MAPUTO, Hidroelectrica de Cahora Bassa (HCB), the Mozambican company operating the Cahora Bassa Dam hydro-electric project in the western Mozambican province of Tete, has denied media reports in Zimbabwe that it is about to cut off power supply to Zimbabwe because of unpaid debts.

The Harare daily, the Herald, on Tuesday quoted Josh Chifamba, the Chief Executive of the Zimbabwe Electricity Supply Authority (ZESA), as saying that because of foreign currency shortages, ZESA has been unable to pay debts owed to HCB and to South African power utility Eskom.

The Herald report claimed that HCB and Eskom had both given ZESA an ultimatum — pay up by May 31, or the power to Zimbabwe will be switched off.

However, a senior source in the HCB management, contacted by AIM here Thursday, categorically denied that there was any such ultimatum. He said that while he could not speak for Eskom, HCB had continued to negotiate with ZESA and there was no question of turning the power off at the end of May.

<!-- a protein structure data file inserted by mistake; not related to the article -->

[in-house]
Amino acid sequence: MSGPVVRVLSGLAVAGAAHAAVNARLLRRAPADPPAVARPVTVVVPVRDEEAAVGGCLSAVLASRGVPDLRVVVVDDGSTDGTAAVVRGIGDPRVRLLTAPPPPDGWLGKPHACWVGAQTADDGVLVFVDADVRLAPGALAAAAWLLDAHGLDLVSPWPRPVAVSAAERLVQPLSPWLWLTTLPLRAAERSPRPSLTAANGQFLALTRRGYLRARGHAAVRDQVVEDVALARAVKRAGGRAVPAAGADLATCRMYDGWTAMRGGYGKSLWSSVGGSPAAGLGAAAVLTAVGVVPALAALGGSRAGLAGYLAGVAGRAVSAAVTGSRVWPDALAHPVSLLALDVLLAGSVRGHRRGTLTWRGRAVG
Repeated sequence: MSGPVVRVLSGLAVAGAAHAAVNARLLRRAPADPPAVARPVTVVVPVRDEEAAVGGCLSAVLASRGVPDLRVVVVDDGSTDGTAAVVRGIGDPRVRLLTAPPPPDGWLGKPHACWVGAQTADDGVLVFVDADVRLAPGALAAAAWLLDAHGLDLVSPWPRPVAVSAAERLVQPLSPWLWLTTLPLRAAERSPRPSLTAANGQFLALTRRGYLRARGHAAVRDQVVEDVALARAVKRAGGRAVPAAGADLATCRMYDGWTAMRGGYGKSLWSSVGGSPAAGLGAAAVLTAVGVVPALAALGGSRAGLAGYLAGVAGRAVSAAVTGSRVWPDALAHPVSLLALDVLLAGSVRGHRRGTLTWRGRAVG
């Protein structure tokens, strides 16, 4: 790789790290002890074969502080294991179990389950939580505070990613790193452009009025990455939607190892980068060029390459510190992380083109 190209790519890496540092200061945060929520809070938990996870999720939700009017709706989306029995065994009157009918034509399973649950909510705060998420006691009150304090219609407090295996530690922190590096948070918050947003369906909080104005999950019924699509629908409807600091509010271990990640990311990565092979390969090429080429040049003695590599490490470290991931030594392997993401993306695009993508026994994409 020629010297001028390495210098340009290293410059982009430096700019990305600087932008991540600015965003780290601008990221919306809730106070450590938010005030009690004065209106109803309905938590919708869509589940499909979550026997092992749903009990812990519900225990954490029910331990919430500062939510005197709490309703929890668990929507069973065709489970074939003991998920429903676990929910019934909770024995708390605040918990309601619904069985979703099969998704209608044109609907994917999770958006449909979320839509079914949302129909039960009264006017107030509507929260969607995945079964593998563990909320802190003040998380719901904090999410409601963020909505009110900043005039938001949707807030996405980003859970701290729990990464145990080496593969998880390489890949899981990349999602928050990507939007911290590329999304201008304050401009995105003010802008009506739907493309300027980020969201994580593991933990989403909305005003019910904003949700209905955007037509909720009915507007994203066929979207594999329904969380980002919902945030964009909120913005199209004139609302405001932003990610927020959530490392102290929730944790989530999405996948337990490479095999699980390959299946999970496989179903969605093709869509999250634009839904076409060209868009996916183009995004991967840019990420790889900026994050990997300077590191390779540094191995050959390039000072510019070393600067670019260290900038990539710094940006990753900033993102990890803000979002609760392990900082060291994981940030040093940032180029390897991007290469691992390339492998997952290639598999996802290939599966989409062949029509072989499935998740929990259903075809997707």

The Herald claimed that the debt to HCB was 40 million US dollars, but the HCB source said the true figure is around a quarter of that, about 10 million USD. This, he said, was a historic debt, and the last time ZESA had paid anything on it was ten months ago.

However, the debt is not getting any larger, he added, because nowadays ZESA is regularly paying the monthly invoices from HCB. The source added that the debt had been discussed at a meeting in Harare earlier this week, and it was agreed that ZESA would pay off the arrears by August.

Currently HCB supplies 50 megawatts (MW) to ZESA, but the line from Cahora Bassa to Zimbabwe could carry much more, if ZESA was willing and able to pay for it.

ZESA’s problems with Eskom seem much more serious, since Eskom supplies Zimbabwe with 300 megawatts.

The Herald put Zimbabwe’s electricity requirements at 1,400 megawatts, but the ageing equipment in Zimbabwe’s own power stations can only produce 980 megawatts. The supplies from Eskom and HCB are thus crucial to avoid large scale blackouts.